New signals, in some roadways in Austin, are significant enough to warrant entire articles in the City’s paper of record when announced. In summer of 2018, a single traffic light added to a major thoroughfare made the news. In that case, the Texas Department of Transportation added the signal where a highway the State maintains intersects with municipal roads.
The traffic signal added in that article was paid for by a Condo Association in the area at a cost of $254,000. TxDOT installed the signal, but the City of Austin will maintain its timing. The State agency found that the intersection met their “four-hour warrant” – where the primary artery has at least 900 vehicles traverse the intersection over four hours while the secondary road had at least 100. Ownership of roads in Austin can be confusing; private residents paid for the State to install something that met their criteria on an intersection that sits entirely in Austin. That relationship is worth a separate post.
The City, when dealing with intersections entirely under its control, has a process for collecting traffic signal requests and ranking them. Every December, Austin’s Mobility department ranks all requests using three criteria:
- Traffic observations
- Identification of pedestrian generators (establishments, developments or public spaces that generate pedestrian activity such as schools, multifamily developments, shops, parks and bus stops).
- Crash History Investigations
The Department then flags the top 10 locations and forwards them for further study. That study evaluates the intersection using guidelines set out by the State of Texas. These guidelines measure vehicular volume over multi-hour intervals and combine that data with pedestrian traffic and the presence of locations like schools. If a study leads to a recommendation, the City adds it to a construction list and eventually it becomes a real signal.
What about pedestrians?
Traffic signals exist to determine automobile flow. Pedestrians respond to those patterns. The City categorizes pedestrian-indicators into three categories: None, Walk/Don’t Walk, and Countdown.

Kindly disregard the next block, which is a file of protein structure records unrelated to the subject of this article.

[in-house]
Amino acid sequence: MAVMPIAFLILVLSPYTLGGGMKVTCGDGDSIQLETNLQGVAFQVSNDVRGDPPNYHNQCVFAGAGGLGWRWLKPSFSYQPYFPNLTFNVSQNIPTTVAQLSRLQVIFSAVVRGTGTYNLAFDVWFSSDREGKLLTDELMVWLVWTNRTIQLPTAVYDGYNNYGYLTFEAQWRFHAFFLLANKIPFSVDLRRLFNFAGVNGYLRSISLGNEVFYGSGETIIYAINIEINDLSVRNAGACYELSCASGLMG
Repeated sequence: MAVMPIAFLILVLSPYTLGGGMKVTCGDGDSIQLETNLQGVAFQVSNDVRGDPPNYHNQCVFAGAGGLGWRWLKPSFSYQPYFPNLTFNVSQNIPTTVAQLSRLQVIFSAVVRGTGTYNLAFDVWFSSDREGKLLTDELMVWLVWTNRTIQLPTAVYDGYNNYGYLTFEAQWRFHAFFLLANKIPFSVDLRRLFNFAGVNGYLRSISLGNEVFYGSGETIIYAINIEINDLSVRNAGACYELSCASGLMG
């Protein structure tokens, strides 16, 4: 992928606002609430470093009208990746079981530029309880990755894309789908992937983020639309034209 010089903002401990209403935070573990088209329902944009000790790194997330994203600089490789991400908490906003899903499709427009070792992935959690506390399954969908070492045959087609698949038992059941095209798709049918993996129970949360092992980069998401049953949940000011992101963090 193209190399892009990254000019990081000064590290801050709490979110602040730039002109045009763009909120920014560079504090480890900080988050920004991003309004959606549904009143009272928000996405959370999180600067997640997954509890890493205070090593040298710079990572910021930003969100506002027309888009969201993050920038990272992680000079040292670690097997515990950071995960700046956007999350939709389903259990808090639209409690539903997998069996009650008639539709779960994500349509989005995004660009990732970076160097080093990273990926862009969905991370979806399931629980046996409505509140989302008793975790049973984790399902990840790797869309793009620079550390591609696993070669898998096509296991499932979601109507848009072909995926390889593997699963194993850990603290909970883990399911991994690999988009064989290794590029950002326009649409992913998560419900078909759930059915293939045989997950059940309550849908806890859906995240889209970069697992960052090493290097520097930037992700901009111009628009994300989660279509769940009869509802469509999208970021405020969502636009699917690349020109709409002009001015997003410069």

One thing that surprised me about this data is the prevalence of pedestrian signals. Before reviewing this data, I assumed that the minority of signals would feature some type of information for those of us on foot. Instead, 89% of signals have some type of information available to pedestrians.
Regionally, the central part of Austin features more countdown signals than any other region. More pedestrians walk through downtown and adjacent areas than other neighborhoods, so it makes sense this would be more common.
What does it all mean?
Getting around in Austin can be tough. Summers punish us with heat that can make cycling or walking to work unbearable. We lack a mass transit system that would be comparable to the denser cities on the Coasts. Instead, we look like most cities in the American South where the automobile dominated how the town expanded and grew. Austin is built on limestone, making a subway nearly impossible. Cars and buses offer the only viable method of commuting over long distances for most individuals.
We have also struggled to react quickly to growth on this scale. Major road improvements stem, primarily, from municipal bonds. Citizens must vote to approve bond proposals and the last major bond proposal approved was in 2016. The improvements from that proposal will, at the earliest, arrive seven years after the vote was taken. That’s not entirely a fault of the system, but a reality of route planning, environmental studies, and actual construction. Besides, building more roads might just invite more cars and we’ll maintain a level of congestion.
Traffic signals, in some cases, are the only option the City has to actively respond to congestion. Austin iterates, over ten times per day, on this system. When constrained by the timelines of road construction and voter approval, Austin transportation makes do with the most effective thing the City can control: how long you wait at a red light. It’s not perfect, but it’s sometimes the best option available. I need to remember that the next time I’m stuck. Or vote. I need to vote too.